Event details Event cancelled
The School of Economics Finance and Marketing is delighted to present a two-day symposium on Wicked Problems in Consumer Research.
Wicked Problems refer to issues in society that are particularly difficult to solve due to the problems being based on contradictory, incomplete or changing information. Typically, wicked problems do not have definitive formulation, they are never solved but rather become better or worse, they are each unique but also symptoms of other problems, they morph constantly and constraints and resources for solutions change over time (Rittel and Webber, 1973). As Churchman (1967) put it, ‘wicked problems do not show their teeth before they bite’. In this way, wicked problems become regularly ignored in academic research simply because they may be too complex, but it is often these wicked problems that have the greatest interest and impact on society.
This symposium looks to introduce the importance of studying wicked problems in consumer research.The hosting institution is RMIT University, Melbourne Australia. The symposium is being jointly sponsored by the School of Economics Finance and Marketing at RMIT University and Association for Consumer Research (ACR).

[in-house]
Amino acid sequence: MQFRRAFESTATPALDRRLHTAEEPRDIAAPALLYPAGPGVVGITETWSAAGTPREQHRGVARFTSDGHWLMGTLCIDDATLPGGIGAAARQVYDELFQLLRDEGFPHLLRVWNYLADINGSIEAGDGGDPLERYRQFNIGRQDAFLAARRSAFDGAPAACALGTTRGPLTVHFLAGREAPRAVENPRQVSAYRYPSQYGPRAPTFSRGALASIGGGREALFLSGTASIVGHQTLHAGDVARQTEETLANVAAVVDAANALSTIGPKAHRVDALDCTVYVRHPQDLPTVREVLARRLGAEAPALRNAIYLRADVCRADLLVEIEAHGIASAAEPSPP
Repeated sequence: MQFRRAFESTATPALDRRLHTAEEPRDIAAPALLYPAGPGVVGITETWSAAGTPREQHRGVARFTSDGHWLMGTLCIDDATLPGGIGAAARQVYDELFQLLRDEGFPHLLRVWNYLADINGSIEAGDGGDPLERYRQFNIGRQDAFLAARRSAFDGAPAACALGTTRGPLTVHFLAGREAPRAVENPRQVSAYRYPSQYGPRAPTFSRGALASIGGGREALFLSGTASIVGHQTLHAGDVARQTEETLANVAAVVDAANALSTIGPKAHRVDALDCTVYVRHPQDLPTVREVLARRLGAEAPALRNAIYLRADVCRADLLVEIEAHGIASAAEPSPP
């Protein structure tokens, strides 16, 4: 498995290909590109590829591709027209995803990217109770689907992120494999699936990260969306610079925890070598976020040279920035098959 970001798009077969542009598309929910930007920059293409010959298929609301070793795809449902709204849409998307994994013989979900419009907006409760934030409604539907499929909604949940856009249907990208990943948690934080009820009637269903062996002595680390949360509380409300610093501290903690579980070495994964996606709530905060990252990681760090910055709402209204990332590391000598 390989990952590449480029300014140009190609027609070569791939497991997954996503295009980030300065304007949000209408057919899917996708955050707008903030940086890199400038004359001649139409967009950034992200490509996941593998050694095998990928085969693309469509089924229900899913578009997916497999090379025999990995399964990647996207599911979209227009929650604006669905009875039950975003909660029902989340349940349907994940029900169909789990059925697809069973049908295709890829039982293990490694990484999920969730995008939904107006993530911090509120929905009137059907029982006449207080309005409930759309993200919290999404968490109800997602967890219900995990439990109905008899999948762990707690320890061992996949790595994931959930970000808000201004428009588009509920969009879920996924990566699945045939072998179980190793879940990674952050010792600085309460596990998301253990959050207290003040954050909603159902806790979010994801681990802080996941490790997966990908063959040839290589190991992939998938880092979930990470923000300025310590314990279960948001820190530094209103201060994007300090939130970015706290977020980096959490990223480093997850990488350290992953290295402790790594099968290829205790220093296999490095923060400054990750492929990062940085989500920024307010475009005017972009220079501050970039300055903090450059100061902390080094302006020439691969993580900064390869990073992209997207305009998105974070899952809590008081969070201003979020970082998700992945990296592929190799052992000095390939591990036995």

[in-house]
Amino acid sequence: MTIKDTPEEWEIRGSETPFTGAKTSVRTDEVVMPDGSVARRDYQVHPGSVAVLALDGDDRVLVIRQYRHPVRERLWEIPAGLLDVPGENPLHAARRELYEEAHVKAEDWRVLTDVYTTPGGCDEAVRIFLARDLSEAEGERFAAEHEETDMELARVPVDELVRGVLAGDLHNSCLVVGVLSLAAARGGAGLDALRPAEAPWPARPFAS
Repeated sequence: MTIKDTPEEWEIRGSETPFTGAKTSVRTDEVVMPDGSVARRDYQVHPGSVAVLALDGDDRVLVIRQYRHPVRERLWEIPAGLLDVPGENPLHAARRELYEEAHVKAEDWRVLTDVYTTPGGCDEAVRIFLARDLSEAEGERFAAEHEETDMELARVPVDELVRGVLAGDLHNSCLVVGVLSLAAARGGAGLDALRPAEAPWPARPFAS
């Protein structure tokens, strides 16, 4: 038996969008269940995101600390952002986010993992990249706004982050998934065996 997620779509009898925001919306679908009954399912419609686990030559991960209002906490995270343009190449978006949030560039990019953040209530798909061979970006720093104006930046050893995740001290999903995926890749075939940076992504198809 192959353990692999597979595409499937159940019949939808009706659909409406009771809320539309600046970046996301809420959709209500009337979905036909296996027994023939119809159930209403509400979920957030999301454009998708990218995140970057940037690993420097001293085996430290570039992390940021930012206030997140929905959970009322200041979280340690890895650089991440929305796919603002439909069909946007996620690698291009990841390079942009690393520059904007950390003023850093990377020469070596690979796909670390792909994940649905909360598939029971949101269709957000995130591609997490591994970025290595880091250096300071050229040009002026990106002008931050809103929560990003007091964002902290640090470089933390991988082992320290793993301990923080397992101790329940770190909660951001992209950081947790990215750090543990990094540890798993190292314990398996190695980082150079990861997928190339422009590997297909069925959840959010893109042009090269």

We intend to adopt the style of Transformative Consumer Research conference in terms of a dialogical symposium. The Dialogical symposium style offers greater flexibility in its delivery and also has been shown to be more successful in creating new research streams and research collaborations when compared to a standard presentation-based conference. Here, researchers are assigned to small groups or “tracks” focused on a particular social issue. Thus instead of making formal research presentations, conference participants will primarily engage in roundtable discussions, helping to critique and enhance one another’s research ideas and programs.
The two day symposium comprises a keynote address by Professor Julie Ozanne, and hands on sessions on discussing, identifying, conceptualizing, and writing up of given wicked problems in consumer research. We have secured a special issue of the Journal of Social Marketing for each of the tracks to present a short research piece on what makes the problem a wicked one (subject to normal peer review processes).
- Dr Kaleel Rahman, RMIT University
- Associate Professor Ekant Veer, University of Canterbury
- Associate Professor Helene Cherrier, RMIT University